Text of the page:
Take the 2-minute tour ×
Stack Overflow is a question and answer site for professional and enthusiast programmers. It's 100% free, no registration required.

I want to validate a value from html form in JavaScript function, the format is a bit flexible.

i.e; 1 or 2 or 3 or 4 or 5 integer value followed by back slash(/) followed by 1 or 2 or 3 integers.

example.

12345/123 is a valid value.

1234/12 is a valid value.

123/123 is a valid value.

1/1 is a valid value.

a/123 is NOT a valid value.

123/% in NOT a valid value.

share|improve this question

closed as too localized by Felix Kling, paxdiablo, shiplu.mokadd.im, Daij-Djan, Sankar Ganesh Jan 19 '13 at 16:02

This question is unlikely to help any future visitors; it is only relevant to a small geographic area, a specific moment in time, or an extraordinarily narrow situation that is not generally applicable to the worldwide audience of the internet. For help making this question more broadly applicable, visit the help center.If this question can be reworded to fit the rules in the help center, please edit the question.

2  
What have you tried so far? regular-expressions.info is a good start to learn about regular expressions. –  Felix Kling Jan 19 '13 at 10:57
    
regular expressions are something that i m not comfortable with it, Also i am short on deadline so can't afford time to create one, thats why i asked here. the link looks fantastic, i will definitely look into it :) –  irshad.ahmad Jan 19 '13 at 11:24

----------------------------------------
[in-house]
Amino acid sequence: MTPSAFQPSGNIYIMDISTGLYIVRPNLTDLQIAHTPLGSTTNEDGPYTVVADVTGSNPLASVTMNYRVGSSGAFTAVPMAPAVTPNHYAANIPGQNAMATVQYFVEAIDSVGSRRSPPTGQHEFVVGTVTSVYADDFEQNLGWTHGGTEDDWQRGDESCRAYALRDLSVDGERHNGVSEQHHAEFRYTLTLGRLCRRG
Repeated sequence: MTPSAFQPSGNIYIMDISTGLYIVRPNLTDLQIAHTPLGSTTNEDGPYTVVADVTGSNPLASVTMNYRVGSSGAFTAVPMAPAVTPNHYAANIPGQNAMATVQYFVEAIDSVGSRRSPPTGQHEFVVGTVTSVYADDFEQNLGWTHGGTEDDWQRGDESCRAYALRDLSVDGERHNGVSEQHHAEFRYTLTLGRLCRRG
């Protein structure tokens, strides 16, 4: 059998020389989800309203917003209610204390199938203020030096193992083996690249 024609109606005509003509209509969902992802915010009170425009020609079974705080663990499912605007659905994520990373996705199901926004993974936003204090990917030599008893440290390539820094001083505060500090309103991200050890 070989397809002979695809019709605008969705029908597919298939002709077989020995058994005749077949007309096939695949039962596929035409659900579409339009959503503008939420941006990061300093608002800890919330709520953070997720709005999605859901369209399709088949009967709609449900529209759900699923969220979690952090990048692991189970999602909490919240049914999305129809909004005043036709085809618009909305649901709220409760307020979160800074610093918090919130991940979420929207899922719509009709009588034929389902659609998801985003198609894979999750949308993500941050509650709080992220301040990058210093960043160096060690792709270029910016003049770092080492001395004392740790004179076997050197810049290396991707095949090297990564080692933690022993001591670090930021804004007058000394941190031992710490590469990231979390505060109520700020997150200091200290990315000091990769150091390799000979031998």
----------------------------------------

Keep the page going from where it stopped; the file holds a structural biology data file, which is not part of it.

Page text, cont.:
2 Answers 2

up vote 0 down vote accepted

You can try this regex: ^\d{1,5}\/\d{1,3}$

Example:

var re = /^\d{1,5}\/\d{1,3}$/;

console.log(re.test('12345/123')); // true
console.log(re.test('1234/12')); // true
console.log(re.test('123/1')); // true
console.log(re.test('12/123')); // true
console.log(re.test('1/123')); // true
console.log(re.test('a/123')); // false
console.log(re.test('123456/123'); // false

That said, you should start from the basics:

http://en.wikipedia.org/wiki/Regular_expression

http://www.regular-expressions.info/

https://developer.mozilla.org/en-US/docs/JavaScript/Guide/Regular_Expressions

https://developer.mozilla.org/en-US/docs/JavaScript/Reference/Global_Objects/RegExp

Here you can find many examples: http://regexlib.com/?AspxAutoDetectCookieSupport=1

share|improve this answer
    
Its working :) Thanks alot! –  irshad.ahmad Jan 19 '13 at 11:21
1  
Perhaps add the start and end characters to your regex, otherwise e.g.: console.log( /\d{1,5}\/\d{1,3}/.test('99912345/123999') ); // true, i.e. use /^\d{1,5}\/\d{1,3}$/ –  MikeM Jan 19 '13 at 16:48
    
yeah, thanks @MikeM. In hurry I totally forgot about it :) –  Ragnarokkr Jan 19 '13 at 17:00

You know, consulting the documentation isn't too much to ask sometimes ...

\d{1,5}/\d{1,3}

There are also good sites out there to learn regular expressions, such as regular-expressions.info.

share|improve this answer
    
thank you for the reply and your time :)regular expressions is always the scary thing for me, thats why i asked to make sure i get the right result. –  irshad.ahmad Jan 19 '13 at 11:20

Not the answer you're looking for? Browse other questions tagged or ask your own question.